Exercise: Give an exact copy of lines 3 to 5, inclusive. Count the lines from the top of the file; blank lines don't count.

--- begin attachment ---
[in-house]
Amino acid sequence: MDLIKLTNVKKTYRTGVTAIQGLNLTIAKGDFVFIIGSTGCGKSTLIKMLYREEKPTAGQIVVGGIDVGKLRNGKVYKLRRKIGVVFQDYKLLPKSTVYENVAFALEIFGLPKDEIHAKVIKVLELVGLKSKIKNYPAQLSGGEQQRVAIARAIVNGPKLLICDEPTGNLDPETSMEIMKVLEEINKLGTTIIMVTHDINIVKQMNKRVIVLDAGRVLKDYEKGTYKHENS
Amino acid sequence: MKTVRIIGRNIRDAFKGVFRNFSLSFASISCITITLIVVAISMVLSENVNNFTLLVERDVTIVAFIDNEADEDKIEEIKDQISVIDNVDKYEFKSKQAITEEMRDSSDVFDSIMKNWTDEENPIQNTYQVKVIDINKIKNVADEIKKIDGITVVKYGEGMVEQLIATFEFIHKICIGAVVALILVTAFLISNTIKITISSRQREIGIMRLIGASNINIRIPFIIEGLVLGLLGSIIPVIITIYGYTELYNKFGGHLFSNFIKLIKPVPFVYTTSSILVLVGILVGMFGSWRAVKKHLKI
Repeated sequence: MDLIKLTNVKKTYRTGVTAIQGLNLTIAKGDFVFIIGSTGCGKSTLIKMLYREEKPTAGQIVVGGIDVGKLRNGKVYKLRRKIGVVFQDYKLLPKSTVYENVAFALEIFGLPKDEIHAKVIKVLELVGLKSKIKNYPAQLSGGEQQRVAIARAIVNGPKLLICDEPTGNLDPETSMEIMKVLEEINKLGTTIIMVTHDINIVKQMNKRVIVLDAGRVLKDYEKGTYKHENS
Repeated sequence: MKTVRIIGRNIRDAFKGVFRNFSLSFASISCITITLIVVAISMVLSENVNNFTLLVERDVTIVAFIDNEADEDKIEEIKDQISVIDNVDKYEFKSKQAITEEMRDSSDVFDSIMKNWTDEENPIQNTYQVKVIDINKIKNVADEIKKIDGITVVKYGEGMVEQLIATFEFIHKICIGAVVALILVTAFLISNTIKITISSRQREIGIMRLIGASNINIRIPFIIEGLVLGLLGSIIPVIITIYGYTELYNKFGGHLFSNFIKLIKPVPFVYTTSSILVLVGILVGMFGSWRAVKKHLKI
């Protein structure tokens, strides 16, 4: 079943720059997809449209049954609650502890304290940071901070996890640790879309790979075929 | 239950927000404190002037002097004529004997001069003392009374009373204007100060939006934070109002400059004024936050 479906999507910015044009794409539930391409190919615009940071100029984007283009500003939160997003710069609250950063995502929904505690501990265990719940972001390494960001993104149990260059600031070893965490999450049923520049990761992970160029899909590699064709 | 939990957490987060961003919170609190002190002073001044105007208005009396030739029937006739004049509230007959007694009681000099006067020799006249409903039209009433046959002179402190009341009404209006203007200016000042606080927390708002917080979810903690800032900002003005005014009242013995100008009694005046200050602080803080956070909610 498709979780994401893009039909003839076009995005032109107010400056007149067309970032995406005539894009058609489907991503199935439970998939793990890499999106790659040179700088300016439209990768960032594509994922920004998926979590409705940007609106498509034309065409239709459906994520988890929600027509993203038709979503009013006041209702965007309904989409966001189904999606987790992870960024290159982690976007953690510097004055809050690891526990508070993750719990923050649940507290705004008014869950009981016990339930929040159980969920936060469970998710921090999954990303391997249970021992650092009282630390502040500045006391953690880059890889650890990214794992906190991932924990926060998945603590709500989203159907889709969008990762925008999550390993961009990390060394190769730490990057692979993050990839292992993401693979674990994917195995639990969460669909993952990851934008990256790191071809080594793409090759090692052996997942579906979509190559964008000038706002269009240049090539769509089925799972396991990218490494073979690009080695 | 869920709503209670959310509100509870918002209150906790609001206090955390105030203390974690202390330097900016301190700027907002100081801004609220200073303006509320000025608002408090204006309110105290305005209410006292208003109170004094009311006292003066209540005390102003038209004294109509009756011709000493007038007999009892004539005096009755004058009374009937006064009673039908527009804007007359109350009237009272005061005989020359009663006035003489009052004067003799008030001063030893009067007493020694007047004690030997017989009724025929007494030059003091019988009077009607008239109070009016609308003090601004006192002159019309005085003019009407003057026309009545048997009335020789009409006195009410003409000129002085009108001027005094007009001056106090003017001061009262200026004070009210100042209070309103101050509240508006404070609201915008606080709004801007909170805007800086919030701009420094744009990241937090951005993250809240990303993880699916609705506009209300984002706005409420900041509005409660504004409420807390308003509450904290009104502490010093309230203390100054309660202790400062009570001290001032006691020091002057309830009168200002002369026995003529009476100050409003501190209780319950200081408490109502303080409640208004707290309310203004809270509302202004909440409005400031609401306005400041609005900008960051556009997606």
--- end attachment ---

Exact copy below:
Amino acid sequence: MKTVRIIGRNIRDAFKGVFRNFSLSFASISCITITLIVVAISMVLSENVNNFTLLVERDVTIVAFIDNEADEDKIEEIKDQISVIDNVDKYEFKSKQAITEEMRDSSDVFDSIMKNWTDEENPIQNTYQVKVIDINKIKNVADEIKKIDGITVVKYGEGMVEQLIATFEFIHKICIGAVVALILVTAFLISNTIKITISSRQREIGIMRLIGASNINIRIPFIIEGLVLGLLGSIIPVIITIYGYTELYNKFGGHLFSNFIKLIKPVPFVYTTSSILVLVGILVGMFGSWRAVKKHLKI
Repeated sequence: MDLIKLTNVKKTYRTGVTAIQGLNLTIAKGDFVFIIGSTGCGKSTLIKMLYREEKPTAGQIVVGGIDVGKLRNGKVYKLRRKIGVVFQDYKLLPKSTVYENVAFALEIFGLPKDEIHAKVIKVLELVGLKSKIKNYPAQLSGGEQQRVAIARAIVNGPKLLICDEPTGNLDPETSMEIMKVLEEINKLGTTIIMVTHDINIVKQMNKRVIVLDAGRVLKDYEKGTYKHENS
Repeated sequence: MKTVRIIGRNIRDAFKGVFRNFSLSFASISCITITLIVVAISMVLSENVNNFTLLVERDVTIVAFIDNEADEDKIEEIKDQISVIDNVDKYEFKSKQAITEEMRDSSDVFDSIMKNWTDEENPIQNTYQVKVIDINKIKNVADEIKKIDGITVVKYGEGMVEQLIATFEFIHKICIGAVVALILVTAFLISNTIKITISSRQREIGIMRLIGASNINIRIPFIIEGLVLGLLGSIIPVIITIYGYTELYNKFGGHLFSNFIKLIKPVPFVYTTSSILVLVGILVGMFGSWRAVKKHLKI